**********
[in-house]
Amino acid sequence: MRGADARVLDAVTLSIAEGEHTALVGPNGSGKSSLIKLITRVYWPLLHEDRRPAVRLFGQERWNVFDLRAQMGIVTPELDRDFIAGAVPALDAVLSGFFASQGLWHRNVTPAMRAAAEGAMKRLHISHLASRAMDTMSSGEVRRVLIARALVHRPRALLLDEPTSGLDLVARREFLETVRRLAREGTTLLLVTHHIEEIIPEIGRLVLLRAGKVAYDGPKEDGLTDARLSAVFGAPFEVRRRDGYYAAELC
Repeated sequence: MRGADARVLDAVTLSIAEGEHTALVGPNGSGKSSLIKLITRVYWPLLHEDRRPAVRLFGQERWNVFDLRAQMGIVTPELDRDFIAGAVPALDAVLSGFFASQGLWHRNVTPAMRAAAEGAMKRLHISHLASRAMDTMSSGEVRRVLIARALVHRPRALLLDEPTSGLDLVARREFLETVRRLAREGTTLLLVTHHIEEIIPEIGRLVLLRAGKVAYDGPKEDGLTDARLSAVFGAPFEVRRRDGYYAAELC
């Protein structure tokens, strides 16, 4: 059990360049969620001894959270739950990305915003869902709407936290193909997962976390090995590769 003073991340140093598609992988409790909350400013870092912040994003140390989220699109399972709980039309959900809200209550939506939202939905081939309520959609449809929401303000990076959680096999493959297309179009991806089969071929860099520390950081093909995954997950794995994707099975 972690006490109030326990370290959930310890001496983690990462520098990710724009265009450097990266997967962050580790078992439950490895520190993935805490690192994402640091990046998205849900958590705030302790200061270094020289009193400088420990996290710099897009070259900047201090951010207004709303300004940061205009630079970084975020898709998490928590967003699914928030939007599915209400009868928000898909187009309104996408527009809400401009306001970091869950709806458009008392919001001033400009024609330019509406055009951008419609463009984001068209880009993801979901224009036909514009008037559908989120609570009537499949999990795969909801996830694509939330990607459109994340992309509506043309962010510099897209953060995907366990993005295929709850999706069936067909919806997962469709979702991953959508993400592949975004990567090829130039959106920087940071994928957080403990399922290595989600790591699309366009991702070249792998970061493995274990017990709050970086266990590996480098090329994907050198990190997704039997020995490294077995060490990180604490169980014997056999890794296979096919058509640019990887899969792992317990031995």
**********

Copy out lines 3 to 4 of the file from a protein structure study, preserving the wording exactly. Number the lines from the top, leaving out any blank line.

Repeated sequence: MRGADARVLDAVTLSIAEGEHTALVGPNGSGKSSLIKLITRVYWPLLHEDRRPAVRLFGQERWNVFDLRAQMGIVTPELDRDFIAGAVPALDAVLSGFFASQGLWHRNVTPAMRAAAEGAMKRLHISHLASRAMDTMSSGEVRRVLIARALVHRPRALLLDEPTSGLDLVARREFLETVRRLAREGTTLLLVTHHIEEIIPEIGRLVLLRAGKVAYDGPKEDGLTDARLSAVFGAPFEVRRRDGYYAAELC
């Protein structure tokens, strides 16, 4: 059990360049969620001894959270739950990305915003869902709407936290193909997962976390090995590769 003073991340140093598609992988409790909350400013870092912040994003140390989220699109399972709980039309959900809200209550939506939202939905081939309520959609449809929401303000990076959680096999493959297309179009991806089969071929860099520390950081093909995954997950794995994707099975 972690006490109030326990370290959930310890001496983690990462520098990710724009265009450097990266997967962050580790078992439950490895520190993935805490690192994402640091990046998205849900958590705030302790200061270094020289009193400088420990996290710099897009070259900047201090951010207004709303300004940061205009630079970084975020898709998490928590967003699914928030939007599915209400009868928000898909187009309104996408527009809400401009306001970091869950709806458009008392919001001033400009024609330019509406055009951008419609463009984001068209880009993801979901224009036909514009008037559908989120609570009537499949999990795969909801996830694509939330990607459109994340992309509506043309962010510099897209953060995907366990993005295929709850999706069936067909919806997962469709979702991953959508993400592949975004990567090829130039959106920087940071994928957080403990399922290595989600790591699309366009991702070249792998970061493995274990017990709050970086266990590996480098090329994907050198990190997704039997020995490294077995060490990180604490169980014997056999890794296979096919058509640019990887899969792992317990031995």